Warning Signs of Heart Attack: No Time to Waste
You’ve just woken up and have a burning sensation in your chest, but realize it goes away after a few minutes. You remember you had a large dinner last night, so you dismiss it as heartburn. A little later, you start to feel chest pain again, accompanied by shortness of breath. You begin to think, “Could this be something more serious than heartburn?”
When in doubt, you should seek medical attention right away. It’s better to be safe than sorry when it comes to signs of heart attack.
“Heart attack symptoms may come and go and be dismissed as indigestion or a muscle strain, but it is important to pay close attention to the warning signs and seek medical attention to assess for a cardiac cause,” said John Allan, cardiologist at Iredell Cardiology.
About every 40 seconds, someone in the United States has a heart attack, and fast action is crucial. According to the American Heart Association (AHA), most people wait more than two hours to get help. However, heart attack treatments work best if they’re given within an hour after symptoms start.
In order to act fast, you must get familiar with the warning signs of heart attack.
Warning Signs of Heart Attack
Heart attacks can be sudden and intense, or they can develop and start out as mild pain or discomfort. The signs and symptoms can vary from person-to-person. So, you may experience several of the signs of heart attack, while someone else may only experience very few.
Since not every symptom occurs in every heart attack, it’s important to recognize all the signs so you can seek help immediately.
According to Allan, the common warning signs of an impending heart attack include:
- Chest discomfort that may feel like uncomfortable pressure, fullness, squeezing, or pain in the center of the chest that lasts more than a few minutes or that goes away and returns
- Shortness of breath
- Shoulder and/or arm pain
- Fatigue and weakness
“These warning signs may occur hours or weeks before the actual heart attack,” said Allan.
Additionally, heart attack symptoms can be influenced by your gender, and women may have different warning signs than men.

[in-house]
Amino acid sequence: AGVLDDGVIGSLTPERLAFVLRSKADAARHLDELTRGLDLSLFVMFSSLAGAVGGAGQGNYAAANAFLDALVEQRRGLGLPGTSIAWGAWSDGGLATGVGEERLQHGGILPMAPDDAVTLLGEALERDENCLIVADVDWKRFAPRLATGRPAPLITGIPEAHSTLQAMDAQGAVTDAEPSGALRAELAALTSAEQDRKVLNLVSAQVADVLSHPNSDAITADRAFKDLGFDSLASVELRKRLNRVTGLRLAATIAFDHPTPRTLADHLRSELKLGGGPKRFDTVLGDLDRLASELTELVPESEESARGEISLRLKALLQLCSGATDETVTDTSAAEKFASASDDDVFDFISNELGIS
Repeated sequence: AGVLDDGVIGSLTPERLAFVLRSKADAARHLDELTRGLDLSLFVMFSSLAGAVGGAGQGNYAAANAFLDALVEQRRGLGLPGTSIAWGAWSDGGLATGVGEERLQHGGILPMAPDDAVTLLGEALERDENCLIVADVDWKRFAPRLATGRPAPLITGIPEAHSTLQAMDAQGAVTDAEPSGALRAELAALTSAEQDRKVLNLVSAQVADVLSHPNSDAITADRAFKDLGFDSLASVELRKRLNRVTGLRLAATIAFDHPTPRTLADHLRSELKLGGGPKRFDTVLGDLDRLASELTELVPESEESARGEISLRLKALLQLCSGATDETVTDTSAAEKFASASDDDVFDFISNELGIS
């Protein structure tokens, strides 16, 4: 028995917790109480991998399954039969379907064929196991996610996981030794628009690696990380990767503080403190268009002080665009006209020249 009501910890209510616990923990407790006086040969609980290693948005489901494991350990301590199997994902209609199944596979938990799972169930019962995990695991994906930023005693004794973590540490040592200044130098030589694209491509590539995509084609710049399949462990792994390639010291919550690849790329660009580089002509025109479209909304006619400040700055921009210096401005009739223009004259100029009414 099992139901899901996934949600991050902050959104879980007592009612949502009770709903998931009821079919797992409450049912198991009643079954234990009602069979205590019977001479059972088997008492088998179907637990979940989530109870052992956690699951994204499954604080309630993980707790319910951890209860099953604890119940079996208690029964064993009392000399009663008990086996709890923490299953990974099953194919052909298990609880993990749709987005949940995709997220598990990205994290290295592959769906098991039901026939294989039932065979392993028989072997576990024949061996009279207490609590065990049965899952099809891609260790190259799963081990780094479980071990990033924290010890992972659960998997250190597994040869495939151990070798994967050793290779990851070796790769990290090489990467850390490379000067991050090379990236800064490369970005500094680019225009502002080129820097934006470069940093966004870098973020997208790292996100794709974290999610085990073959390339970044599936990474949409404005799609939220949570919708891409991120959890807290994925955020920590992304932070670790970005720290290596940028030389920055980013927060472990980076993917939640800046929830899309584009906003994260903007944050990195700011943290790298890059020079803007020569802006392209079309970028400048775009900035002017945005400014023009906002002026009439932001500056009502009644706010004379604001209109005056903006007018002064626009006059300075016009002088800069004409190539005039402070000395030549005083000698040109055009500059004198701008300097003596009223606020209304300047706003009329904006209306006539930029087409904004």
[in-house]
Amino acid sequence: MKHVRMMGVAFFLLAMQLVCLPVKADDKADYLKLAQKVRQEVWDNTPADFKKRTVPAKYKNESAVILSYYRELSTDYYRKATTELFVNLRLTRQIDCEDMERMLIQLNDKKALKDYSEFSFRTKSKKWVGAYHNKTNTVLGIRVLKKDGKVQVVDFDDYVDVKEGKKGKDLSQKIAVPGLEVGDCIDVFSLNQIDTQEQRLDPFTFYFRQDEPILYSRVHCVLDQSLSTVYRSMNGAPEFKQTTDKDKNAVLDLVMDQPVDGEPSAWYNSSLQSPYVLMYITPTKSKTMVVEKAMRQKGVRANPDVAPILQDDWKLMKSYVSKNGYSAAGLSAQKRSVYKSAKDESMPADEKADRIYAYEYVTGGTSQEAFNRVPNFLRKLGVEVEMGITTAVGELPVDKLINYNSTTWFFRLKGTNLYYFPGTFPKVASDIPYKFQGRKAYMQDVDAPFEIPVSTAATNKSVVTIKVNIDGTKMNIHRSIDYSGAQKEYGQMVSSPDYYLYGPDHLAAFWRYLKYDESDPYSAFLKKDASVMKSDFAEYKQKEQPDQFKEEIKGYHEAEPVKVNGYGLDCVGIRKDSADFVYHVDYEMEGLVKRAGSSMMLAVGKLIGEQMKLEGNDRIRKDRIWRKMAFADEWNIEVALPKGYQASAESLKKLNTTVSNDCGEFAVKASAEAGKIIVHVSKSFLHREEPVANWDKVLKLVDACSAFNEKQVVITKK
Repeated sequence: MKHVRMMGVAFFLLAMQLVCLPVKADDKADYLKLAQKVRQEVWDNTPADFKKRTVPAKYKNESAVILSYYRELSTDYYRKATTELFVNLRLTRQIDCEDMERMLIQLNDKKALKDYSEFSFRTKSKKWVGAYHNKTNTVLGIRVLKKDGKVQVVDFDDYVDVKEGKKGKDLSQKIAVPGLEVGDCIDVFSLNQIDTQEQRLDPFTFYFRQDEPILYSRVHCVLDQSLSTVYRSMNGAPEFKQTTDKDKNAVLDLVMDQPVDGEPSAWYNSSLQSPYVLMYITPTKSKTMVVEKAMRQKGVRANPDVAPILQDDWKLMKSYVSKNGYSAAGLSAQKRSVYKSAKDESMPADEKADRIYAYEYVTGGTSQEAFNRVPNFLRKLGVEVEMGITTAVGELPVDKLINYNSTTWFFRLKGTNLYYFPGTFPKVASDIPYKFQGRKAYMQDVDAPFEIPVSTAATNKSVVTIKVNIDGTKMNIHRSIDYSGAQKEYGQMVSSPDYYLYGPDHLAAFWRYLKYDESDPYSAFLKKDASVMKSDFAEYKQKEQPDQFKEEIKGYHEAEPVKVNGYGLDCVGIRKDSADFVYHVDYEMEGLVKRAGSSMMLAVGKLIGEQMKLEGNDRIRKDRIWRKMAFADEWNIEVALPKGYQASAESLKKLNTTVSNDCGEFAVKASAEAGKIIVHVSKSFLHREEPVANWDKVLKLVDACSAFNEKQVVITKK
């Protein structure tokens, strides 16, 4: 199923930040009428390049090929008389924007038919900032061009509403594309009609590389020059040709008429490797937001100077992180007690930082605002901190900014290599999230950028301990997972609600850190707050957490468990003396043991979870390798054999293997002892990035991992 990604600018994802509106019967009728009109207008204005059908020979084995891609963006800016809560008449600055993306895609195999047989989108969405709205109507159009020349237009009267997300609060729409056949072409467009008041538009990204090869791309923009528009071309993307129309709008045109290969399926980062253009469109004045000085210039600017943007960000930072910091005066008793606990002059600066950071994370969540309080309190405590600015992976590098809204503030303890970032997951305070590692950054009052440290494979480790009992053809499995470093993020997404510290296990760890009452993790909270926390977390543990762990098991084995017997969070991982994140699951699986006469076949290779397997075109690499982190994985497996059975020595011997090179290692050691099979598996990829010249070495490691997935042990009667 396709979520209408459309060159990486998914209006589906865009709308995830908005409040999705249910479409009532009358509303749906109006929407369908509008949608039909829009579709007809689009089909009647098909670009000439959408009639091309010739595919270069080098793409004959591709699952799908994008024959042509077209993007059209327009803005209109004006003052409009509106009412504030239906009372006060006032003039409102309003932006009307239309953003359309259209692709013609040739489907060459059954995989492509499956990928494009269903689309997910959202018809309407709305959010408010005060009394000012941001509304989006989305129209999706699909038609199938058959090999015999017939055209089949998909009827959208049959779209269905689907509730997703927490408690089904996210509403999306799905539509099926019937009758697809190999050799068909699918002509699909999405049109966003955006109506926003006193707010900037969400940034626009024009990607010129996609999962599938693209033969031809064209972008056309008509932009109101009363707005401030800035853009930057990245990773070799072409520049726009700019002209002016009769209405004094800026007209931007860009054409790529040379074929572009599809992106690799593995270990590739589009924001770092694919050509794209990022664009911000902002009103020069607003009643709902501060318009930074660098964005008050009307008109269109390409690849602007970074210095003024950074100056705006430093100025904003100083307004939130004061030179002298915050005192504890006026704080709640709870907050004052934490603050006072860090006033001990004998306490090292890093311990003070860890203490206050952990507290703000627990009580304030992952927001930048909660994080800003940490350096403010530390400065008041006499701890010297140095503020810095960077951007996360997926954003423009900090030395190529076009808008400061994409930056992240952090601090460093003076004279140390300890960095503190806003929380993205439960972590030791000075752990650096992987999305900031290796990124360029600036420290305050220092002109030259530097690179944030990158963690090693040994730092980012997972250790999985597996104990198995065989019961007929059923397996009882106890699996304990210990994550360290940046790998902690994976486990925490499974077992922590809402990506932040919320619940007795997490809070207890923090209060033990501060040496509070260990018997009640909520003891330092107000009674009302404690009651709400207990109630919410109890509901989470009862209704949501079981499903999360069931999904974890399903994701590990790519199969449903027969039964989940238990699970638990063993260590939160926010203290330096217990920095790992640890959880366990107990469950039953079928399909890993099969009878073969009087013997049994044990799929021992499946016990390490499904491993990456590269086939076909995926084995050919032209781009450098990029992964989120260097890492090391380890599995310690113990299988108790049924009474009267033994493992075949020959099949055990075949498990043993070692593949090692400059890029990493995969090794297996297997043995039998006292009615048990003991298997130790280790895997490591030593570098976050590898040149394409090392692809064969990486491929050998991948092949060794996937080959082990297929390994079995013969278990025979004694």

Women are less likely to describe a feeling of chest pain or discomfort. However, they are more likely to experience unusual fatigue and weakness, insomnia, shortness of breath, nausea and vomiting, and back, shoulder, or jaw pain.
Being aware of heart attack symptoms is vital, but so is knowing about the things that put you at risk.
Risk Factors for Heart Attack
There are several factors that put you at risk for heart attack. Most of these risks can be lowered with simple lifestyle changes; however, some risks may be out of your control.
According to Allan, lifestyle risk factors that you can treat or control include:
- Physical inactivity
- A diet high in sodium, sugar, and fat
- Drinking too much alcohol
- High blood pressure
- High cholesterol
You may be born with certain risk factors that cannot be changed or are out of your control. These include increasing age, male gender, and family history of heart disease.
According to the AHA, men have a greater risk of heart attack than women do, but women are at greater risk of dying from heart attack.
If heart disease runs in your family, you might be thinking that there is nothing you can do to increase your heart’s health. According to Allan, this is a common misconception among many.
Luckily, there are many lifestyle changes you can make to outweigh your risk.
This includes partaking in moderate exercise a few times a week, eating a healthy diet low in fats and cholesterol, maintaining a healthy weight, and quitting all tobacco use.
Make sure to talk to your primary care provider about any concerns you may have about your risk for heart disease and what you can do to maintain a healthier heart.
When it comes to signs of heart attack, there’s no time to waste. If you ever experience heart attack symptoms, do not hesitate to call 9-1-1. One phone call could be the difference between life and death.
Allan practices at Iredell Cardiology, located at 925 Thomas Street in Statesville, and 653 Bluefield Road in Mooresville. To schedule an appointment with Dr. Allan, please call 704-878-4694.